Photography

What Is Encaustic Photography?

Photography is an exciting medium for artists.  There are dozens of techniques available for creating images that are inspiring, dramatic, and interesting. The artist has a huge amount of control over how they present photos and can create work that triggers an emotional response in the viewer.

Photo encaustic is one of the most interesting techniques for creating artistic photographs.  The artist will paint printed photos with a mixture of heated beeswax, damar resin and coloured pigments.

This technique allows artists to create interesting artworks that combine the fidelity of photographs with the artistic flourishes of a painting.  This article will share a little more information about encaustic photography to help you get started.

Where did encaustic photography come from?

The word “encaustic” comes from the Greek word enkaustikos, which means “to burn in”.  The term is used to describe the process of adding wax to art or photographs because the wax must be heated before being applied.

The technique was first used by the ancient Greeks on paintings and murals.  It was later adopted by Egyptians who would use heated wax to add texture paintings and statues.  Some artists in South America and Asian countries also used encaustic painting techniques.

Encaustic painting saw a resurgence in popularity in the 20th-Century with American artists like Tony Scherman, Mark Perlman, and Fernando Leal Audirac using it.   It had another boost in popularity in the 1990s, with more artists using encaustic techniques on paper, pottery, cards, and photographs.

Although the technique can be difficult master, many artists find the dramatic results it delivers to be worth the effort.  Encaustic photographs have a three-dimensional appearance and wonderful luminous colour.

How does encaustic photography work?

There are three primary ways to create encaustic techniques with photographs.  They are:

  • Photo encaustic
    The artist will print a photo onto paper, then secure it to a board. Encaustic is then applied to the top of the photo.
  • Photo collage
    Photographic collages can be assembled using encaustic as an adhesive which also adds colour and texture to the work.
  • Photo transfer
    A photographic is placed on top of heated wax to transfer its colours. Artists will often use a mirrored copy of a photograph for this process to obtained coloured encaustic sections that match the original photograph.

The most commonly used method is photo encaustic.

The process of creating an encaustic photo

  1. Prepare the photograph
    If you are working with a digital image, you might like to edit it before printing. Some artists like to use filters on their digital photos to make the image look more like a painting.  This can give the wax a more blended look.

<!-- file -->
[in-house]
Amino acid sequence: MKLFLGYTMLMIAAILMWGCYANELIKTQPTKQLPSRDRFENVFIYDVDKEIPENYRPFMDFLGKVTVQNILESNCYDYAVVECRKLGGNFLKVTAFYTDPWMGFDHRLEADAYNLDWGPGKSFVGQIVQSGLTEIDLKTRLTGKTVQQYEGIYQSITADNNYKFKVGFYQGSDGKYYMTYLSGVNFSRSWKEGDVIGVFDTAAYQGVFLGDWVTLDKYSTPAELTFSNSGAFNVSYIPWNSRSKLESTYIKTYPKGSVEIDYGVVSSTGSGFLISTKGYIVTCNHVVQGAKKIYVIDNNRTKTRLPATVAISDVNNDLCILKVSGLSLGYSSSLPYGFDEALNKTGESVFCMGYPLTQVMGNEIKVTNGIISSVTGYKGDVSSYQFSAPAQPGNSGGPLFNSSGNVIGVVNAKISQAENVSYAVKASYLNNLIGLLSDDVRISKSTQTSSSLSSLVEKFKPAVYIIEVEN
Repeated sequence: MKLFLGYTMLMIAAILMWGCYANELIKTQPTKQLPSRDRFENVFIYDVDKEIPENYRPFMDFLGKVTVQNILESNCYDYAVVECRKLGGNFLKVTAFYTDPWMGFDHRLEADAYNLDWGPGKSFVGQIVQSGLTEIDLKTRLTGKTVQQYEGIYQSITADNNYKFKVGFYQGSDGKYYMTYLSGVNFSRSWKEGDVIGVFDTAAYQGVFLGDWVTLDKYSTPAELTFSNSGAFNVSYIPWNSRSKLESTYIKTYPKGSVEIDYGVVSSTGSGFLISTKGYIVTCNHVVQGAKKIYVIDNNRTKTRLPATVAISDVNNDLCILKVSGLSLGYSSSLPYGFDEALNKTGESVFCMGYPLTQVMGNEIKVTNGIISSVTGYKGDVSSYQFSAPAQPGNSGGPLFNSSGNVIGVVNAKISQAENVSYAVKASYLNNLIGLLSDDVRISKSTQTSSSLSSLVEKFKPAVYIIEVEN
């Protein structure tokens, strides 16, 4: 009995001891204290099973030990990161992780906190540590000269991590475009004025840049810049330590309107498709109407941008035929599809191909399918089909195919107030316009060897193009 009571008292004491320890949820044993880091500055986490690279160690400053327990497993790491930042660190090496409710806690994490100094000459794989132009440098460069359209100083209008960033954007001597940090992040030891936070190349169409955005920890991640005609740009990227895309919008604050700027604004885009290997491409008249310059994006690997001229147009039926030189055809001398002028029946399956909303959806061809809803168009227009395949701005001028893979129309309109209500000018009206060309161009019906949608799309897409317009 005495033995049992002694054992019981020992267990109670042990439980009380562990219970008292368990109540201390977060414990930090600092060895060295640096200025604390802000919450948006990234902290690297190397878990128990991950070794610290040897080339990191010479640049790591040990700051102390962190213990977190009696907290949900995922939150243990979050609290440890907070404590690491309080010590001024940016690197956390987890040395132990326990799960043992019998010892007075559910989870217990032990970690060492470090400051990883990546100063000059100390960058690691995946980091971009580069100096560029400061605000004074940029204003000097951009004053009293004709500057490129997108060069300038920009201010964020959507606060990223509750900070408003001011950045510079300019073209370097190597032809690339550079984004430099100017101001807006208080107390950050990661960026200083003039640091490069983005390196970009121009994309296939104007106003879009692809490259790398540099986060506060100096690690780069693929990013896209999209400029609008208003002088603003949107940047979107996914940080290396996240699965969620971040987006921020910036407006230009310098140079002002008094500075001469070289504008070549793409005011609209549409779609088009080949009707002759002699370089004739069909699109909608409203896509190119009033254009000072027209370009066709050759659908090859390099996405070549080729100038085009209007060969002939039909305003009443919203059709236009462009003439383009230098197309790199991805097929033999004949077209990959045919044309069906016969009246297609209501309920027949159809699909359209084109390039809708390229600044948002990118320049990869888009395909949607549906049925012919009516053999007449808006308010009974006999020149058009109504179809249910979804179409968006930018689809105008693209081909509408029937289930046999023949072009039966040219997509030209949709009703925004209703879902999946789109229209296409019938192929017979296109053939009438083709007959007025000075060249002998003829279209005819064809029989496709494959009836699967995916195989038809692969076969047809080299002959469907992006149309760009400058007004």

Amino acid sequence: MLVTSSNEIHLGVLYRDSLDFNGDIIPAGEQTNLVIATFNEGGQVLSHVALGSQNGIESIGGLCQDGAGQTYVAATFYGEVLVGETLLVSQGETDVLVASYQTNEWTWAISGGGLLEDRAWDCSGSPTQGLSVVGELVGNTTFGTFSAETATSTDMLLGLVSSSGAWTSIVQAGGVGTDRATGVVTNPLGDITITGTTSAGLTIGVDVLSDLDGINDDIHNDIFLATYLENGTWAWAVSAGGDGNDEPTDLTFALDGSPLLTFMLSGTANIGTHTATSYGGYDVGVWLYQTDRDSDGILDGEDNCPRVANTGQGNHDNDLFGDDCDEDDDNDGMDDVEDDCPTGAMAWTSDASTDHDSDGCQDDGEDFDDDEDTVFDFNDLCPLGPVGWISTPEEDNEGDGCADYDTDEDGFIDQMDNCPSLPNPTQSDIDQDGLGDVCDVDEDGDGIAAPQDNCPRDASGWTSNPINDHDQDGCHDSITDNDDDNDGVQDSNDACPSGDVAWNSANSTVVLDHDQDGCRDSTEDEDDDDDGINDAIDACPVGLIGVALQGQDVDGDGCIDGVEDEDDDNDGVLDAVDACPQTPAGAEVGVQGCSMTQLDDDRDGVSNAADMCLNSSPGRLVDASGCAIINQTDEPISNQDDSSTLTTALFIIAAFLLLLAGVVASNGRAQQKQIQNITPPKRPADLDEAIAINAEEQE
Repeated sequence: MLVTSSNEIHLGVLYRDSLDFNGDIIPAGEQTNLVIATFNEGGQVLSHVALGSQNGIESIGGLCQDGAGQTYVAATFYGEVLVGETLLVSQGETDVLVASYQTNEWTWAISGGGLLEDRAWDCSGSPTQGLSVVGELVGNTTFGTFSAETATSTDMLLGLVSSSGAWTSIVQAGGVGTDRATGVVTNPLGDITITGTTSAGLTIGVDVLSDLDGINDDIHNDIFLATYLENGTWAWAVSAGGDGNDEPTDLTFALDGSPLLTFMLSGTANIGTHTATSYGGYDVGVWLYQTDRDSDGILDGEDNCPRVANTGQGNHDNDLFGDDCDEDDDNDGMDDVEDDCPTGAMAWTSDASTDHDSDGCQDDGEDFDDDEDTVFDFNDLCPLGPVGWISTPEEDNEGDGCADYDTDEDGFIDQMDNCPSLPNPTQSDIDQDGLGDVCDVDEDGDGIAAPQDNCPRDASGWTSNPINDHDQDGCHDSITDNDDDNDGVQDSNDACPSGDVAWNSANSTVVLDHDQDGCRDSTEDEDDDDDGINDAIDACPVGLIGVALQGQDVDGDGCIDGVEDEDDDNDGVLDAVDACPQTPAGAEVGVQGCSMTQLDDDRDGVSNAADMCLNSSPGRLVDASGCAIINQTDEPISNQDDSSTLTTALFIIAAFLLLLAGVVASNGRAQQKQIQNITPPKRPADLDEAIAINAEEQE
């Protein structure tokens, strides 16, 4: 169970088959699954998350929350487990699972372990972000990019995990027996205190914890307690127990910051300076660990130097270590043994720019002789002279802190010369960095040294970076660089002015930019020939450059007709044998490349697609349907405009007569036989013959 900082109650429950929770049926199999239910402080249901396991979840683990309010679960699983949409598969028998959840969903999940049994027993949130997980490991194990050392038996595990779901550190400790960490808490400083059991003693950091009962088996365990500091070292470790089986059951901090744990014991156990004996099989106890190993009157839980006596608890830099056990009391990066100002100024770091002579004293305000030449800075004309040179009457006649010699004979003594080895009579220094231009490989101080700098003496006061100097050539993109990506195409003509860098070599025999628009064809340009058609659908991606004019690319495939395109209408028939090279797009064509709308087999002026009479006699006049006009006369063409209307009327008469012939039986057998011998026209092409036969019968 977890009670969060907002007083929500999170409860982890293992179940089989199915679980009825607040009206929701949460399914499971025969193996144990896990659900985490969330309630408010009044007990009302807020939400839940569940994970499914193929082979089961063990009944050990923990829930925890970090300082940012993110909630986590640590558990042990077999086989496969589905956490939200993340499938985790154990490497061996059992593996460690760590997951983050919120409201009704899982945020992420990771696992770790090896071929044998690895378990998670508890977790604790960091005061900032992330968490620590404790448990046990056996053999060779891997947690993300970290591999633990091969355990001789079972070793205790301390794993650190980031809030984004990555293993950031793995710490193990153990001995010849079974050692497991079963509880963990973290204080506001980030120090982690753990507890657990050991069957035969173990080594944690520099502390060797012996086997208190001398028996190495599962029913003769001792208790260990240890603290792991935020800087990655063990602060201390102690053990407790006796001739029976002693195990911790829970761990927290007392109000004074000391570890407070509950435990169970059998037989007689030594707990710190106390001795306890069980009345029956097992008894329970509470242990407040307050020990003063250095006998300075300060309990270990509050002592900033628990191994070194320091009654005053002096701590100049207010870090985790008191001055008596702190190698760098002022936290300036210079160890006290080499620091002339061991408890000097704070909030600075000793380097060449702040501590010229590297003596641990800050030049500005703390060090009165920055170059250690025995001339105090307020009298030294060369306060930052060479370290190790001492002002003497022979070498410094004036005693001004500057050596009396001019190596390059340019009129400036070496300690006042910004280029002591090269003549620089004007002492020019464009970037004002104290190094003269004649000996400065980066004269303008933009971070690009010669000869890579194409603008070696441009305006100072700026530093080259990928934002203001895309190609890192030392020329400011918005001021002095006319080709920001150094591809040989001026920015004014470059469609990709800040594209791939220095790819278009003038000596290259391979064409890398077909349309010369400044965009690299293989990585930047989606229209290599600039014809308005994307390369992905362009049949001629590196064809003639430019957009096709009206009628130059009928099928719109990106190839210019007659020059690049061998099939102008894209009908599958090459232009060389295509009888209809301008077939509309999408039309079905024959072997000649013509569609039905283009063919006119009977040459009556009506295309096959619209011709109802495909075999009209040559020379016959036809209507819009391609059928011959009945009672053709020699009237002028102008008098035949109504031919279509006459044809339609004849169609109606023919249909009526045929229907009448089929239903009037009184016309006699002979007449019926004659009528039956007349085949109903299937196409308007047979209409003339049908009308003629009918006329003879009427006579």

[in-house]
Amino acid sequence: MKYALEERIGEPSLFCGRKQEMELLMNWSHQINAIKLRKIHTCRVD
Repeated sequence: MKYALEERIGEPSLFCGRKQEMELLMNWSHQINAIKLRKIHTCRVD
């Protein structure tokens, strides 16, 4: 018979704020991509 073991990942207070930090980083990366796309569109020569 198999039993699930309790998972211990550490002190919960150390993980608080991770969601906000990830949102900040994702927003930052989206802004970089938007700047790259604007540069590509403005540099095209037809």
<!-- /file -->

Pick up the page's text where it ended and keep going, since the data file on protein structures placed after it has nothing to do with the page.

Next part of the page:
2. Print it
    Next, print your photograph out. For best results, choose thick matte photo paper.
  3. Mount the photo on a panel
    The photo needs to be secured on a backing board. You can use anything from timber through to foam to support your photograph.  It just needs to be sturdy enough that you can add and manipulate hot wax without the photograph moving.  You can use mounting adhesive to secure your photograph.
  4. Trim your photo to match the size of the backing panel
    If your photo is larger than the backing panel, use a box cutter to remove the excess. You may wish to crop the photograph at this point also.
  5. Prepare your wax
    You can now heat your wax. Place in a saucepan, crockpot, or double boiler and begin heating.  Damar resin is then added to the mixture.  It usually comes in rock form, so it must be crushed into a powder before being added.  Damar is a natural substance and may contains impurities, so the melted wax needs to be put through a sieve before being used.  Care should be taken to not let the bees wax reach very high temperatures during the heating process as it becomes combustible. Watch this video to see the full process.
  6. Apply layers of un-pigmented medium to the photo
    Apply a layer or two of un-pigmented medium to the photo with a brush. It will need to be melted with a heat gun to fuse it into the photographic paper.  Avoid overheating as it will make the wax cloudy.  You can also scrape off thin layers of wax where you want the photo to be clearer.
  7. Place wax into containers and add pigments
    Next, you can place some wax into small containers and add pigments for the different colours you want to use. Simply use brushes and metal tools of your choice to decorate the photograph.  You can also apply pigment directly to the wax.  Continue to shape the wax as well, scraping off sections and adding more layers of clear wax to seal your work.
  8. Buff your work
    Once you are happy with the appearance of the photograph, wait for it to cure. Finally, take a close look at your work and identify any cloudy sections.  Use a clean cloth to buff these sections until they are clear.

Thanks for reading What Is Encaustic Photography?  It is a very interesting medium that can be used to create unique works of art.  For more art articles, subscribe to the site.

Richard Hammond

I am the founder of 9Mousai and am deeply interested in creativity and what inspires it. My main passions are writing, film and music but I have a great respect for all the arts. I'm also an animal lover and have a little cat called Winston and occasionally dabble in the odd whisky.

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